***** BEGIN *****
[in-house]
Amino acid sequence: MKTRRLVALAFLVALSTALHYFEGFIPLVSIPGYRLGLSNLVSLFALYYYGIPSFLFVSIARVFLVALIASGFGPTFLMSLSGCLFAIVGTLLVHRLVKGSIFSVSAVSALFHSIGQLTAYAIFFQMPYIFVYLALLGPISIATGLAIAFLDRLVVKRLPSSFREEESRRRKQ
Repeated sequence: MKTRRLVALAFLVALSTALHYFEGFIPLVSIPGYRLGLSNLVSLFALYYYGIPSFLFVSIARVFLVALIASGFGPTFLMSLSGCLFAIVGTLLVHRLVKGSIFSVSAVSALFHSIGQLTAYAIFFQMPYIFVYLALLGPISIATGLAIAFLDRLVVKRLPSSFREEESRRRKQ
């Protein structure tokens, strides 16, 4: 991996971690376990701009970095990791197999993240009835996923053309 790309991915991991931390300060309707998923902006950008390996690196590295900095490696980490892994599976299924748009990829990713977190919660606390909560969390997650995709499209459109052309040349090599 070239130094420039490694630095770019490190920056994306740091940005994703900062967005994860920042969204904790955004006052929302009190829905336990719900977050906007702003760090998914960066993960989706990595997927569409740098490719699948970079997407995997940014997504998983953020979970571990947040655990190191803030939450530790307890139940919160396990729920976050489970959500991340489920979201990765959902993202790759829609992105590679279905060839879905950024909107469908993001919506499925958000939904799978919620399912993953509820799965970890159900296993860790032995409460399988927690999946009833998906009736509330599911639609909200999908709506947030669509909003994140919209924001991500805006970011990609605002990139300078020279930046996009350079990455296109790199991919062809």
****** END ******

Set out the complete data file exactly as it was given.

[in-house]
Amino acid sequence: MKTRRLVALAFLVALSTALHYFEGFIPLVSIPGYRLGLSNLVSLFALYYYGIPSFLFVSIARVFLVALIASGFGPTFLMSLSGCLFAIVGTLLVHRLVKGSIFSVSAVSALFHSIGQLTAYAIFFQMPYIFVYLALLGPISIATGLAIAFLDRLVVKRLPSSFREEESRRRKQ
Repeated sequence: MKTRRLVALAFLVALSTALHYFEGFIPLVSIPGYRLGLSNLVSLFALYYYGIPSFLFVSIARVFLVALIASGFGPTFLMSLSGCLFAIVGTLLVHRLVKGSIFSVSAVSALFHSIGQLTAYAIFFQMPYIFVYLALLGPISIATGLAIAFLDRLVVKRLPSSFREEESRRRKQ
């Protein structure tokens, strides 16, 4: 991996971690376990701009970095990791197999993240009835996923053309 790309991915991991931390300060309707998923902006950008390996690196590295900095490696980490892994599976299924748009990829990713977190919660606390909560969390997650995709499209459109052309040349090599 070239130094420039490694630095770019490190920056994306740091940005994703900062967005994860920042969204904790955004006052929302009190829905336990719900977050906007702003760090998914960066993960989706990595997927569409740098490719699948970079997407995997940014997504998983953020979970571990947040655990190191803030939450530790307890139940919160396990729920976050489970959500991340489920979201990765959902993202790759829609992105590679279905060839879905950024909107469908993001919506499925958000939904799978919620399912993953509820799965970890159900296993860790032995409460399988927690999946009833998906009736509330599911639609909200999908709506947030669509909003994140919209924001991500805006970011990609605002990139300078020279930046996009350079990455296109790199991919062809």